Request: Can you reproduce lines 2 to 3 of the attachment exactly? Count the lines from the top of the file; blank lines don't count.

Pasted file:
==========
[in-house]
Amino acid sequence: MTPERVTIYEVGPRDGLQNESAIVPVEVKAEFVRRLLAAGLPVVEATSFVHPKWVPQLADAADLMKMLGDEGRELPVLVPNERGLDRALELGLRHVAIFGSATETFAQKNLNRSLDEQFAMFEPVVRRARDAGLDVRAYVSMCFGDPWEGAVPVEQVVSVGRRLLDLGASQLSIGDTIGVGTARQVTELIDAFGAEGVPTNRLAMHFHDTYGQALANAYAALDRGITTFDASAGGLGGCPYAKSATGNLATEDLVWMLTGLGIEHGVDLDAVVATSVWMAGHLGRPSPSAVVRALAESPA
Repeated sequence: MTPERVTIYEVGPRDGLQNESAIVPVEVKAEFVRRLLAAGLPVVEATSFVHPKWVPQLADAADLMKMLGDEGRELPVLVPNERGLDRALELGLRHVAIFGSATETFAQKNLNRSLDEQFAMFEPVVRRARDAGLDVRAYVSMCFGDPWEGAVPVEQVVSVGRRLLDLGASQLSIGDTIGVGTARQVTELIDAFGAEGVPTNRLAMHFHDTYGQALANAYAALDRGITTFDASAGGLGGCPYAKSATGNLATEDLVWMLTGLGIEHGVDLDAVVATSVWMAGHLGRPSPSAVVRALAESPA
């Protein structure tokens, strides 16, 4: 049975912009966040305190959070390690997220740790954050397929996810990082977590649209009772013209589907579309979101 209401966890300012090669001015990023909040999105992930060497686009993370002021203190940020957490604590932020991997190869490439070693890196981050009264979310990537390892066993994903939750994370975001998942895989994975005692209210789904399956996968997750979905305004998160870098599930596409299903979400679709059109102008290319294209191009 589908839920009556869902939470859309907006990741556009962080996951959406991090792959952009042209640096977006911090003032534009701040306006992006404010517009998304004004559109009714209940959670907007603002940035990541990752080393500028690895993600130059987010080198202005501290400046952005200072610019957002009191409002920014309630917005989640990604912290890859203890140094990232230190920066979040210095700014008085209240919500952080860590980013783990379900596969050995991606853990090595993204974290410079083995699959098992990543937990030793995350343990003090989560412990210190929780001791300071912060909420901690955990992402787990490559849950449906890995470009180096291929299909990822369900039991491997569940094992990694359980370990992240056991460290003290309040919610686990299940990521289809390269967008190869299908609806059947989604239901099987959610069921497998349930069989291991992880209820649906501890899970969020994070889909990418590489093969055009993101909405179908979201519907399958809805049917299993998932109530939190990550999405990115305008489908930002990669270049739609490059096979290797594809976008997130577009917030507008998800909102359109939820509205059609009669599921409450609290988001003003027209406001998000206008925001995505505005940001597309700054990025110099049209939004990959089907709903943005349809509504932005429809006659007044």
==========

Amino acid sequence: MTPERVTIYEVGPRDGLQNESAIVPVEVKAEFVRRLLAAGLPVVEATSFVHPKWVPQLADAADLMKMLGDEGRELPVLVPNERGLDRALELGLRHVAIFGSATETFAQKNLNRSLDEQFAMFEPVVRRARDAGLDVRAYVSMCFGDPWEGAVPVEQVVSVGRRLLDLGASQLSIGDTIGVGTARQVTELIDAFGAEGVPTNRLAMHFHDTYGQALANAYAALDRGITTFDASAGGLGGCPYAKSATGNLATEDLVWMLTGLGIEHGVDLDAVVATSVWMAGHLGRPSPSAVVRALAESPA
Repeated sequence: MTPERVTIYEVGPRDGLQNESAIVPVEVKAEFVRRLLAAGLPVVEATSFVHPKWVPQLADAADLMKMLGDEGRELPVLVPNERGLDRALELGLRHVAIFGSATETFAQKNLNRSLDEQFAMFEPVVRRARDAGLDVRAYVSMCFGDPWEGAVPVEQVVSVGRRLLDLGASQLSIGDTIGVGTARQVTELIDAFGAEGVPTNRLAMHFHDTYGQALANAYAALDRGITTFDASAGGLGGCPYAKSATGNLATEDLVWMLTGLGIEHGVDLDAVVATSVWMAGHLGRPSPSAVVRALAESPA